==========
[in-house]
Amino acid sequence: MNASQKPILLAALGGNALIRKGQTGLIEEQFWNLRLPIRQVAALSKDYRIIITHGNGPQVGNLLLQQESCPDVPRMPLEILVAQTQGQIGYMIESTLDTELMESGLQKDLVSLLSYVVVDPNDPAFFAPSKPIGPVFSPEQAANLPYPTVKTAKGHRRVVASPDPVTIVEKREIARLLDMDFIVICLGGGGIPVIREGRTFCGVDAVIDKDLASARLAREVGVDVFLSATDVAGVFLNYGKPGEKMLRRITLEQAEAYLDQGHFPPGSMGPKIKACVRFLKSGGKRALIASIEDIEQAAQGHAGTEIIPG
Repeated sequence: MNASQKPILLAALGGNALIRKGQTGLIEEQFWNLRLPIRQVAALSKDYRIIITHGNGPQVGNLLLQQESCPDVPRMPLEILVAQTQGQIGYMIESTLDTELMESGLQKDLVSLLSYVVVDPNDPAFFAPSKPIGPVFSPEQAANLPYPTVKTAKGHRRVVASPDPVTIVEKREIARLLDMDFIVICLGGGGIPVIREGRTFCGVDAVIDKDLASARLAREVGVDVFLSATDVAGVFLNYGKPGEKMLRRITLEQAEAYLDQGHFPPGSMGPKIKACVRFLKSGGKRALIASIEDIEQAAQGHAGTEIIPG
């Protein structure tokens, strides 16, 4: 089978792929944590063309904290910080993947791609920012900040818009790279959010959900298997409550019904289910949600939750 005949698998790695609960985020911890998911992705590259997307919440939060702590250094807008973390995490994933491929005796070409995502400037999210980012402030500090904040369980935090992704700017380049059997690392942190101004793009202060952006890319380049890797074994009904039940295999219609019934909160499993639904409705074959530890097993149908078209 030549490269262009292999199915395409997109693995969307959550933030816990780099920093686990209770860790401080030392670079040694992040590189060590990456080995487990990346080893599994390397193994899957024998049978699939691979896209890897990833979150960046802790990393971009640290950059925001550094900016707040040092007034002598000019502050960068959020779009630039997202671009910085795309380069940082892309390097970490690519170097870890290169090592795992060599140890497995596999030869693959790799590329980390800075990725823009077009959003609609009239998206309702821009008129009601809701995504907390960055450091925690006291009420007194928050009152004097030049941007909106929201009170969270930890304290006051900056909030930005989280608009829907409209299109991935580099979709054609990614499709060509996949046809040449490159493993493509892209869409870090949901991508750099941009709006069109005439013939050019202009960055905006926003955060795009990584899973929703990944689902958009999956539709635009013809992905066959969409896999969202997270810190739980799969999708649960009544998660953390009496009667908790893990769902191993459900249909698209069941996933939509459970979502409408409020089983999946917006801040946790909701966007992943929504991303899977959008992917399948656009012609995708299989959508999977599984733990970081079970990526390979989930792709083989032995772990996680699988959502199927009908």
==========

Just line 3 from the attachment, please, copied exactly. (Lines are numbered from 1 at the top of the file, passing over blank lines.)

Repeated sequence: MNASQKPILLAALGGNALIRKGQTGLIEEQFWNLRLPIRQVAALSKDYRIIITHGNGPQVGNLLLQQESCPDVPRMPLEILVAQTQGQIGYMIESTLDTELMESGLQKDLVSLLSYVVVDPNDPAFFAPSKPIGPVFSPEQAANLPYPTVKTAKGHRRVVASPDPVTIVEKREIARLLDMDFIVICLGGGGIPVIREGRTFCGVDAVIDKDLASARLAREVGVDVFLSATDVAGVFLNYGKPGEKMLRRITLEQAEAYLDQGHFPPGSMGPKIKACVRFLKSGGKRALIASIEDIEQAAQGHAGTEIIPG